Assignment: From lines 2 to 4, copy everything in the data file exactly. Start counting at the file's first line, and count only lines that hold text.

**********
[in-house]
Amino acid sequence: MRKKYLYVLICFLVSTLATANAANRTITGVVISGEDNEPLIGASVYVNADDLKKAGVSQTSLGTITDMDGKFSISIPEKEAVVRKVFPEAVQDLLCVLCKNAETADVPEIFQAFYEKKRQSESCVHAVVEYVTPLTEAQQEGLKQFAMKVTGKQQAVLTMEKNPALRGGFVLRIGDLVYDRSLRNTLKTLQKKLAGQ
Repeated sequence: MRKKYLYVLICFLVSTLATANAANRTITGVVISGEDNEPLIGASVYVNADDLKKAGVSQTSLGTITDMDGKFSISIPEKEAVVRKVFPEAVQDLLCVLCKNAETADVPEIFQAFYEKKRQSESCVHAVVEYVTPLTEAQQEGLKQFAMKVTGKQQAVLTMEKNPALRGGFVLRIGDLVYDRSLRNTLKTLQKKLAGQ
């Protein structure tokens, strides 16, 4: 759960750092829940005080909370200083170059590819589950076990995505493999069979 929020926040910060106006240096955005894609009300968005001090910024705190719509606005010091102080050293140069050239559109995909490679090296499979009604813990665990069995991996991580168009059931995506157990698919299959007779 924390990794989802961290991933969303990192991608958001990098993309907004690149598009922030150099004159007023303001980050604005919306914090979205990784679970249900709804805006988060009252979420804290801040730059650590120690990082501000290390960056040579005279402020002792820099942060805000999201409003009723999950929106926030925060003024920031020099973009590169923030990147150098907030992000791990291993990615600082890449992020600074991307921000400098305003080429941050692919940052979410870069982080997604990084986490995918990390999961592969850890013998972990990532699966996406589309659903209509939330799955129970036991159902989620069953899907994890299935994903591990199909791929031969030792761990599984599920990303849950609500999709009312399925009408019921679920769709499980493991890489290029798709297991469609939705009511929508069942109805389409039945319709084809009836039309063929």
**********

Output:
Amino acid sequence: MRKKYLYVLICFLVSTLATANAANRTITGVVISGEDNEPLIGASVYVNADDLKKAGVSQTSLGTITDMDGKFSISIPEKEAVVRKVFPEAVQDLLCVLCKNAETADVPEIFQAFYEKKRQSESCVHAVVEYVTPLTEAQQEGLKQFAMKVTGKQQAVLTMEKNPALRGGFVLRIGDLVYDRSLRNTLKTLQKKLAGQ
Repeated sequence: MRKKYLYVLICFLVSTLATANAANRTITGVVISGEDNEPLIGASVYVNADDLKKAGVSQTSLGTITDMDGKFSISIPEKEAVVRKVFPEAVQDLLCVLCKNAETADVPEIFQAFYEKKRQSESCVHAVVEYVTPLTEAQQEGLKQFAMKVTGKQQAVLTMEKNPALRGGFVLRIGDLVYDRSLRNTLKTLQKKLAGQ
């Protein structure tokens, strides 16, 4: 759960750092829940005080909370200083170059590819589950076990995505493999069979 929020926040910060106006240096955005894609009300968005001090910024705190719509606005010091102080050293140069050239559109995909490679090296499979009604813990665990069995991996991580168009059931995506157990698919299959007779 924390990794989802961290991933969303990192991608958001990098993309907004690149598009922030150099004159007023303001980050604005919306914090979205990784679970249900709804805006988060009252979420804290801040730059650590120690990082501000290390960056040579005279402020002792820099942060805000999201409003009723999950929106926030925060003024920031020099973009590169923030990147150098907030992000791990291993990615600082890449992020600074991307921000400098305003080429941050692919940052979410870069982080997604990084986490995918990390999961592969850890013998972990990532699966996406589309659903209509939330799955129970036991159902989620069953899907994890299935994903591990199909791929031969030792761990599984599920990303849950609500999709009312399925009408019921679920769709499980493991890489290029798709297991469609939705009511929508069942109805389409039945319709084809009836039309063929």